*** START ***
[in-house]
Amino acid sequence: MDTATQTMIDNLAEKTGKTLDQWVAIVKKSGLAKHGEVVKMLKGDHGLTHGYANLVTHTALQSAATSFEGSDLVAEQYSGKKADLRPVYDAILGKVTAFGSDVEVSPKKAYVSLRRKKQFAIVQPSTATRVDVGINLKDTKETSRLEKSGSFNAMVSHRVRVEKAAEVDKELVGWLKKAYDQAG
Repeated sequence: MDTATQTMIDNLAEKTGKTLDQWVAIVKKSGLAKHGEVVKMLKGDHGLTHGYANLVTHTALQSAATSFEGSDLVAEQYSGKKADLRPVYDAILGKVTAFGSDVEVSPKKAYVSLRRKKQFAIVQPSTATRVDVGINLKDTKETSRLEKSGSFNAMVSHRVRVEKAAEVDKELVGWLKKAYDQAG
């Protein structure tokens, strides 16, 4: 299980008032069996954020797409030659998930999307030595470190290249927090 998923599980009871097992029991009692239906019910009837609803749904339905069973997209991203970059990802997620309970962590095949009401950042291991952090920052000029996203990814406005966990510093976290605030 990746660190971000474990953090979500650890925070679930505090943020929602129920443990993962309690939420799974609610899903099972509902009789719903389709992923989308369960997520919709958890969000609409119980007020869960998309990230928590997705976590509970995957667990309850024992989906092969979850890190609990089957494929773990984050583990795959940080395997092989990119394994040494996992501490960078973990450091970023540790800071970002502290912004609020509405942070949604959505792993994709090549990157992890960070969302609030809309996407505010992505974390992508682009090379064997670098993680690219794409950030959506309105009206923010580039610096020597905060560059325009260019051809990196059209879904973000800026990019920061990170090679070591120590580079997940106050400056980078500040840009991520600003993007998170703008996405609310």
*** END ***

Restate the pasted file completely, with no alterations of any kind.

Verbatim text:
[in-house]
Amino acid sequence: MDTATQTMIDNLAEKTGKTLDQWVAIVKKSGLAKHGEVVKMLKGDHGLTHGYANLVTHTALQSAATSFEGSDLVAEQYSGKKADLRPVYDAILGKVTAFGSDVEVSPKKAYVSLRRKKQFAIVQPSTATRVDVGINLKDTKETSRLEKSGSFNAMVSHRVRVEKAAEVDKELVGWLKKAYDQAG
Repeated sequence: MDTATQTMIDNLAEKTGKTLDQWVAIVKKSGLAKHGEVVKMLKGDHGLTHGYANLVTHTALQSAATSFEGSDLVAEQYSGKKADLRPVYDAILGKVTAFGSDVEVSPKKAYVSLRRKKQFAIVQPSTATRVDVGINLKDTKETSRLEKSGSFNAMVSHRVRVEKAAEVDKELVGWLKKAYDQAG
């Protein structure tokens, strides 16, 4: 299980008032069996954020797409030659998930999307030595470190290249927090 998923599980009871097992029991009692239906019910009837609803749904339905069973997209991203970059990802997620309970962590095949009401950042291991952090920052000029996203990814406005966990510093976290605030 990746660190971000474990953090979500650890925070679930505090943020929602129920443990993962309690939420799974609610899903099972509902009789719903389709992923989308369960997520919709958890969000609409119980007020869960998309990230928590997705976590509970995957667990309850024992989906092969979850890190609990089957494929773990984050583990795959940080395997092989990119394994040494996992501490960078973990450091970023540790800071970002502290912004609020509405942070949604959505792993994709090549990157992890960070969302609030809309996407505010992505974390992508682009090379064997670098993680690219794409950030959506309105009206923010580039610096020597905060560059325009260019051809990196059209879904973000800026990019920061990170090679070591120590580079997940106050400056980078500040840009991520600003993007998170703008996405609310």